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Key Concepts What is a fault? What is the cause of earthquakes? Vocabulary Earthquake, focus, epicenter, fault, elastic rebound hypothesis, aftershock, foreshock. 8.1 What is an Earthquake?. WORD PARTS. The prefix epi - is from the Greek word “ on ” or “ above ”…
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Key Concepts What is a fault? What is the cause of earthquakes? Vocabulary Earthquake, focus, epicenter, fault, elastic rebound hypothesis, aftershock, foreshock 8.1 What is an Earthquake?
WORD PARTS • The prefix epi- is from the Greek word “on” or “above”… What do you think the word epicenter means? above the center
Earthquakes 8.1 What Is an Earthquake? An earthquake is the vibration of Earth produced by the rapid release of energy Focus and Epicenter • Focus is the point within Earth where the earthquake starts. • Epicenter is the location on the surface directly above the focus. Faults • Faults are fractures in Earth where movement has occurred.
Focus, Epicenter, and Fault The focus of each Earthquake is the place where the earthquake originated. The foci (plural of focus) are located along faults. The surface location directly above the focus is called the epicenter. Where do you think the damage from an Earthquake is usually greatest?
Slippage Along a Fault Figure 3 Slippage along a fault caused an offset in this orange grove east of Calexico, California. The white arrows show the direction of movement on either side of the fault.
Cause of Earthquakes 8.1 What Is an Earthquake? Elastic Rebound Hypothesis • Most earthquakes are produced by the rapid release of elastic energy stored in rock that has been subjected to great forces. • When the strength of the rock is exceeded, it suddenly breaks, causing the vibrations of an earthquake.
Elastic Rebound Hypothesis http://projects.crustal.ucsb.edu/understanding/downloads/ElasticReboundDemo.mov
NOTEBOOK ASSIGNMENT: • Using Figure 4 answer the following question. • What evidence of deformation is present in the fourth picture? • Explain how deformation can occur in rocks.
Cause of Earthquakes 8.1 What Is an Earthquake? Aftershocks and Foreshocks • An aftershock is a small earthquake that follows the main earthquake. • A foreshock is a small earthquake that often precedes a major earthquake.
NOTEBOOK ASSIGNMENT: Create a Venn diagram to compare and contrast aftershocks and foreshocks.
Complete the Guided Reading Study Worksheet on your own paper. 1-14 Classwork HOMEWORK: Create a diagram to show the difference between the focus and epicenter.
Using Figure 4 on page 220 answer the following questions. • What evidence of deformation is present in the fourth picture? • 2. Explain how deformation can occur in rocks. Illustrate the Elastic Rebound Hypothesis Draw a diagram to illustrate the focus and the epicenter. Create a Venn diagram to compare and contrast aftershocks and foreshocks.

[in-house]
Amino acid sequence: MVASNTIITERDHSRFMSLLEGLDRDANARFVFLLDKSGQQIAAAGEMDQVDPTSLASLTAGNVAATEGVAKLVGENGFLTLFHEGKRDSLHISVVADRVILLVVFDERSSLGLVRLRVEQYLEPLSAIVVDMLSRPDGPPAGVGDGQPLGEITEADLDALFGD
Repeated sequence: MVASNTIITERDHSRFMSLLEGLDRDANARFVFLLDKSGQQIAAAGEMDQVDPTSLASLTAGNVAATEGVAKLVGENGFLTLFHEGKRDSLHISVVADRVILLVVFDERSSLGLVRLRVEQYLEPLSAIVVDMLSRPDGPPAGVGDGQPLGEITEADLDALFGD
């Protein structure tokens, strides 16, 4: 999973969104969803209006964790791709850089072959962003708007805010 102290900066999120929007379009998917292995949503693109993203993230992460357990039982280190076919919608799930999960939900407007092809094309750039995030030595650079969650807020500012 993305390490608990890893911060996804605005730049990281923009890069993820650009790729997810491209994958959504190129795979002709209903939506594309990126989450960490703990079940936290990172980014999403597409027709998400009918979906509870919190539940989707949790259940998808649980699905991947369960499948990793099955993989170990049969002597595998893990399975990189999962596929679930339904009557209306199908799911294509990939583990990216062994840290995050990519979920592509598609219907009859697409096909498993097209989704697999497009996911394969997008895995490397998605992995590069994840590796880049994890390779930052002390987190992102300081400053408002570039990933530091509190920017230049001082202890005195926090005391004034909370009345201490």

8.2 Measuring Earthquakes Key Concepts -What are the types of seismic waves? -How is an earthquake epicenter located? -How is the size of an earthquake measured? Vocabulary Seismograph, seismogram, surface wave P wave, S wave, moment magnitude
Earthquake Waves 8.2 Measuring Earthquakes Seismographs are instruments that record earthquake waves. Seismograms aretraces of amplified, electronically recorded ground motion made by seismographs. Surface waves are seismic waves that travel along Earth’s outer layer.
Seismograph Figure 5 The seismograph (seismos = shake, graph = write) amplifies and records ground motion.
Seismogram Figure 6 Typical Seismogram The first wave to arrive is the P wave, followed later by S waves. The last waves recorded are the surface waves. Measuring What is the time interval in minutes between the start of the first P wave and the start of the first S wave?
Earthquake Waves 8.2 Measuring Earthquakes Body Waves • Identified as P waves or S waves • P waves - Are push-pull waves that push (compress) and pull (expand) in the direction that the waves travel - Travel through solids, liquids, and gases - Have the greatest velocity of all earthquake waves
Earthquake Waves 8.2 Measuring Earthquakes Body Waves • S waves • Seismic waves that travel along Earth’s outer layer - Shake particles at right angles to the direction that they travel - Travel only through solids - Slower velocity than P waves A seismogram shows all three types of seismic waves—surface waves, P waves, and S waves.
Seismic Waves Figure 7 Each type of seismic wave has characteristic motions.
Locating an Earthquake 8.2 Measuring Earthquakes Earthquake Distance • The epicenter is located using the difference in the arrival times between P and S wave recordings, which are related to distance. Earthquake Direction • Travel-time graphs from three or more seismographs can be used to find the exact location of an earthquake epicenter. Earthquake Zones • About 95 percent of the major earthquakes occur in a few narrow zones.